Madison Ruppert, Contributor
Recently I reported on the nearly unbelievable case of the man in Texas who was fined for not cutting the grass on his foreclosed home, but the shocking case of this individual in Minnesota makes that seem reasonable, which is saying quite a lot.
In fact, the case of Mitch Faber, from Burnsville, Minnesota, is so blatantly ludicrous that the Minnesota Senate Committee on Local Government and Elections – which investigates abuse at the local government level – has contacted the Fabers to investigate their case.
This case is a symptom of a deeply sick society which preys upon the weak, exploits and abuses the people of the United States as much as humanly possible, spies on us without any remote semblance of probable cause, assassinates us without due process, all while treating us all like suspected terrorists for the most innocent of activities.
KTSP, a local ABC affiliate, first reported on Faber’s trials and tribulations last week. They reported that Faber was unable to finish his stucco and decorative rock project on the exterior of his home after running into money troubles when the recession hit.
Having a restricted budget due to economic woes is hardly a rare experience in the United States these days, so Faber has quickly become a kind of poster child for the abuse so many Americans have received at the hands of a corrupt government.
After Faber had to halt construction, the city of Burnsville sent him multiple warning letters which told him that he had to get his house up to code.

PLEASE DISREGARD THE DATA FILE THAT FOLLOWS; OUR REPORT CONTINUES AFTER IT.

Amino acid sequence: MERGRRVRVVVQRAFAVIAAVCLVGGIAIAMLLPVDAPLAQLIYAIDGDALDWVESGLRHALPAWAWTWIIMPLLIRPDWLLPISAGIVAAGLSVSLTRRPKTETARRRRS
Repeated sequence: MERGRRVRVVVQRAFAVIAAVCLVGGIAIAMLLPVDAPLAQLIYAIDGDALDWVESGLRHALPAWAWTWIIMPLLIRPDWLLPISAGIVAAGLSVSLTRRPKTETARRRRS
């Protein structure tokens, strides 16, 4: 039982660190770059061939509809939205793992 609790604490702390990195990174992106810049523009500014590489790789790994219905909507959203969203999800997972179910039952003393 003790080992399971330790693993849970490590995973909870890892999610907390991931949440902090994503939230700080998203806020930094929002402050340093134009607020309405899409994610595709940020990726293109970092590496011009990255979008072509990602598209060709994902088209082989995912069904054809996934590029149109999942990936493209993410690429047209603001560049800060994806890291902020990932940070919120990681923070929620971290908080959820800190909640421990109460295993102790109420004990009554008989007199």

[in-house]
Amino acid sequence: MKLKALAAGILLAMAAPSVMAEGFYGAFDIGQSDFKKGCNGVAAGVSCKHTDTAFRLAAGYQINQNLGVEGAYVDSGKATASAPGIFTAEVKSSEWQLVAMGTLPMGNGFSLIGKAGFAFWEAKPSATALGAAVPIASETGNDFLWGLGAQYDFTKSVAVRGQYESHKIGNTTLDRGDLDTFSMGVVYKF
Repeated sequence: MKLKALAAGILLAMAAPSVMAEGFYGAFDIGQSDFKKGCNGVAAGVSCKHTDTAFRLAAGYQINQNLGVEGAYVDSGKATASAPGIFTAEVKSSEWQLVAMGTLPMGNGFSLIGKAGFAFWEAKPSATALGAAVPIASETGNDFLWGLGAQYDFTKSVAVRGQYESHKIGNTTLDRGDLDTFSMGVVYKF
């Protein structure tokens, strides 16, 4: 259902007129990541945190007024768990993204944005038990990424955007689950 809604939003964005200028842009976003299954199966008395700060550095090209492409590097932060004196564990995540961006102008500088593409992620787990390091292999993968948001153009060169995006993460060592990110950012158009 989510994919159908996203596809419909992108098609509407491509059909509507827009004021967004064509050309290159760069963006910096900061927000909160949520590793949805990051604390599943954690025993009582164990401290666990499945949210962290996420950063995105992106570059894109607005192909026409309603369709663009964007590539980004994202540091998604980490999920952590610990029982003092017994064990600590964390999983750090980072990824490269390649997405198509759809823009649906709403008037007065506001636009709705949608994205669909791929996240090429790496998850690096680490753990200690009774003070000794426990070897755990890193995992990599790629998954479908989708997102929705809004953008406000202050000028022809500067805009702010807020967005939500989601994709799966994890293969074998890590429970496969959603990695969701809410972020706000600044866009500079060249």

Eventually, the city issued a citation and while Faber said that he was expecting a fine of some kind for the violation, he was instead ordered to appear in court.
The city of Burnsville has no authority to issue fines, instead it is up to a judge to decide whether or not to order a monetary penalty of some kind, or instead to order some alternative punishment.
On December 15, 2010, the first judge heard Faber’s case in the First Judicial District Court. Judge Mary J. Theisen said that she would rather see Faber put his money towards finishing the siding rather than paying a fine.
So, Judge Theisen proceeded to order him to finish the siding or face a whopping 30 days in jail.
“I left there thinking ‘you’ve got to be kidding’,” Faber said, according to KSTP. “Jail time for siding?”
Months after this, Faber was arrested on a warrant for failing to appear in court on his June 1, 2011 date, at which time he was supposed to give an update on the status of the siding.
“…you have to have the siding complete…by May 30, 2011…If so, the 30-day jail sentence will be vacated. If not, just turn yourself in on June 1st and you’ll do your 30 days,” Judge Theisen said during Faber’s December 15, 2010 court appearance.
However, Faber contends that his siding was indeed in compliance with code and he maintains that he met the judge’s deadline, meaning he did not need to turn himself in.
“I did what she asked,” Faber said, but this did not stop him from being jailed for two days without bond after he was arrested.
“I’m walking around in a green and white jump suit, I had to shower in front of a sheriff, I was shackled, my wrists were handcuffed to my waist — for siding,” he said.
Later he was released by First Judicial District Court Judge Karen Asphaug who instructed him to improve the siding yet again.
Then, two weeks later, Faber appeared back in court before Judge Asphaug at which time she heard from Burnsville Assistant City Attorney Samuel Edmunds.
“Ever since June 1st it’s been our position that he’s (Faber) supposed to serve 30 days.